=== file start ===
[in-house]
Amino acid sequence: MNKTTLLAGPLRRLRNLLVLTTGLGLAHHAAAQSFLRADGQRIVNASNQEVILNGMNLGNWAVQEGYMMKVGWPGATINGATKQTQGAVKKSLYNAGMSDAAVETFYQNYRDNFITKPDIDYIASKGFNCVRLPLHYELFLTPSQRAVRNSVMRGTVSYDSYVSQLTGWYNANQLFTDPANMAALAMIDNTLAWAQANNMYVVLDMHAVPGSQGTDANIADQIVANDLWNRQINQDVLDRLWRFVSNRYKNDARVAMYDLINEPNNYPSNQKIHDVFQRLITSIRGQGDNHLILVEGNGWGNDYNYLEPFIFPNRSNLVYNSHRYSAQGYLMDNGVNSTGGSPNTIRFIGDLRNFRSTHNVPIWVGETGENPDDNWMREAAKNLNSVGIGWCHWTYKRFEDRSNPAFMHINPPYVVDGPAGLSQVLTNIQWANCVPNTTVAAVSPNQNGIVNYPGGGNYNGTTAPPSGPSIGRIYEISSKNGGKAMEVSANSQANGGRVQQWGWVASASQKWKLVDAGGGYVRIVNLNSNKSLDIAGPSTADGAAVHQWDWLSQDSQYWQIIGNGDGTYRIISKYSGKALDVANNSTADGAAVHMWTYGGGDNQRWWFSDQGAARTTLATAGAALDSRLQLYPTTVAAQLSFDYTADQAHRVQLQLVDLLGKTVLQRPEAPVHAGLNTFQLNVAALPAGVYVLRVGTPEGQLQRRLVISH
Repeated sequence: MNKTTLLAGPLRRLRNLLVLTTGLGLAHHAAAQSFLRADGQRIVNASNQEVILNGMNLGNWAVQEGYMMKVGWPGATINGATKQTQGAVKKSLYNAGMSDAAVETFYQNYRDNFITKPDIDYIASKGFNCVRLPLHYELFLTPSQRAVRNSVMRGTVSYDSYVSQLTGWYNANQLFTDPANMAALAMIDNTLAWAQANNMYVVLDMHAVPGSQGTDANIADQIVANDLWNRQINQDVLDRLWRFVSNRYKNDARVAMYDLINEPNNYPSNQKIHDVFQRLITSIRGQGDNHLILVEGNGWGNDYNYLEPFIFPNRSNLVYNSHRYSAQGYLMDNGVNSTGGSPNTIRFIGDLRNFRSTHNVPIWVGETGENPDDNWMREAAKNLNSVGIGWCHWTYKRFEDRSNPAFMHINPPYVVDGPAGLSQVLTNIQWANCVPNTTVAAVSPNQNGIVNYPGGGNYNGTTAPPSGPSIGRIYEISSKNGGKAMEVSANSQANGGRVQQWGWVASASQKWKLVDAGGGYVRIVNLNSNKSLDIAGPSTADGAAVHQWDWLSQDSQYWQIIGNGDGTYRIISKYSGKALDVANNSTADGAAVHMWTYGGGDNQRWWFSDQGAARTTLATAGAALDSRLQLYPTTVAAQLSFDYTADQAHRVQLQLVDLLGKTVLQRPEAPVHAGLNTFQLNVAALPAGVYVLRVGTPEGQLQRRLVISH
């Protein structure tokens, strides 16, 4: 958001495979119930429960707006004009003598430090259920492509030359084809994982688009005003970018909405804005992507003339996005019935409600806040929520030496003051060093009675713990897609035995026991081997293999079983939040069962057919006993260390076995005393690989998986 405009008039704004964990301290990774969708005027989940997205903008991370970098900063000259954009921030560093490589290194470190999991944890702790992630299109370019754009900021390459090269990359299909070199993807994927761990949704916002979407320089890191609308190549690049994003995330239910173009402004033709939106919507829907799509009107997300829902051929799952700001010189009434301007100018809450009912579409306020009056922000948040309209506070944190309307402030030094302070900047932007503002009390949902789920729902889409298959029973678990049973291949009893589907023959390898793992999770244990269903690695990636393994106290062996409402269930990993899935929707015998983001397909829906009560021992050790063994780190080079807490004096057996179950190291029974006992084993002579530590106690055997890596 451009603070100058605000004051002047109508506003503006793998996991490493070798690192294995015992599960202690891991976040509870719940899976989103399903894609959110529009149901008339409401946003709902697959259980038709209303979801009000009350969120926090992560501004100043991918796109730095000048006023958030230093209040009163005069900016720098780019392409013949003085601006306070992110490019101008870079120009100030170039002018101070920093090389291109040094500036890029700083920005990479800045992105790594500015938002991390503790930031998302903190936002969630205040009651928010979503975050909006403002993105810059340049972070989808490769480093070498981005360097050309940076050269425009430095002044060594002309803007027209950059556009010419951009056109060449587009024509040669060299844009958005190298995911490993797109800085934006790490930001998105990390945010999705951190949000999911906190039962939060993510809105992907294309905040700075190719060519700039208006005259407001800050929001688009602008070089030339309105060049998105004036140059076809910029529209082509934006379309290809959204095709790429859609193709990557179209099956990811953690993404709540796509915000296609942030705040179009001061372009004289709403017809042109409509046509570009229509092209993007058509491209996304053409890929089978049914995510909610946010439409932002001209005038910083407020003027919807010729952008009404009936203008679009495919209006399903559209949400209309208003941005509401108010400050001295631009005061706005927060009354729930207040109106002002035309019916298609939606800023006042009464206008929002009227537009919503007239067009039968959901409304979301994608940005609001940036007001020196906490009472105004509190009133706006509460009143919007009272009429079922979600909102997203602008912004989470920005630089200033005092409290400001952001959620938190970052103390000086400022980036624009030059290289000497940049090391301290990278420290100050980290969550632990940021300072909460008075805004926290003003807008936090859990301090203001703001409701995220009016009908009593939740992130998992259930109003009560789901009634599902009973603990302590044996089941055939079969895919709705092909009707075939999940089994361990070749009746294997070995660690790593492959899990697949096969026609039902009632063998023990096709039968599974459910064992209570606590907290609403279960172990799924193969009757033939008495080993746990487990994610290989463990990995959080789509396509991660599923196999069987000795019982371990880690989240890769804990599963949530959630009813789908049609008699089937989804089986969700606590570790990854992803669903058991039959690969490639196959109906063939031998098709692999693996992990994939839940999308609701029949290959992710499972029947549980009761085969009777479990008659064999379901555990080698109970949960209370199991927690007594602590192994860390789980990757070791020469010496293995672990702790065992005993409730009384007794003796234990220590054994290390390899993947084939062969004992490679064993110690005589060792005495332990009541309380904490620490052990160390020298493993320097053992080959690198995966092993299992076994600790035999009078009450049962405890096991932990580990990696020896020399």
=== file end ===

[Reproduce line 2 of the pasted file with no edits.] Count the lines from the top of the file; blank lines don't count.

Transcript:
Amino acid sequence: MNKTTLLAGPLRRLRNLLVLTTGLGLAHHAAAQSFLRADGQRIVNASNQEVILNGMNLGNWAVQEGYMMKVGWPGATINGATKQTQGAVKKSLYNAGMSDAAVETFYQNYRDNFITKPDIDYIASKGFNCVRLPLHYELFLTPSQRAVRNSVMRGTVSYDSYVSQLTGWYNANQLFTDPANMAALAMIDNTLAWAQANNMYVVLDMHAVPGSQGTDANIADQIVANDLWNRQINQDVLDRLWRFVSNRYKNDARVAMYDLINEPNNYPSNQKIHDVFQRLITSIRGQGDNHLILVEGNGWGNDYNYLEPFIFPNRSNLVYNSHRYSAQGYLMDNGVNSTGGSPNTIRFIGDLRNFRSTHNVPIWVGETGENPDDNWMREAAKNLNSVGIGWCHWTYKRFEDRSNPAFMHINPPYVVDGPAGLSQVLTNIQWANCVPNTTVAAVSPNQNGIVNYPGGGNYNGTTAPPSGPSIGRIYEISSKNGGKAMEVSANSQANGGRVQQWGWVASASQKWKLVDAGGGYVRIVNLNSNKSLDIAGPSTADGAAVHQWDWLSQDSQYWQIIGNGDGTYRIISKYSGKALDVANNSTADGAAVHMWTYGGGDNQRWWFSDQGAARTTLATAGAALDSRLQLYPTTVAAQLSFDYTADQAHRVQLQLVDLLGKTVLQRPEAPVHAGLNTFQLNVAALPAGVYVLRVGTPEGQLQRRLVISH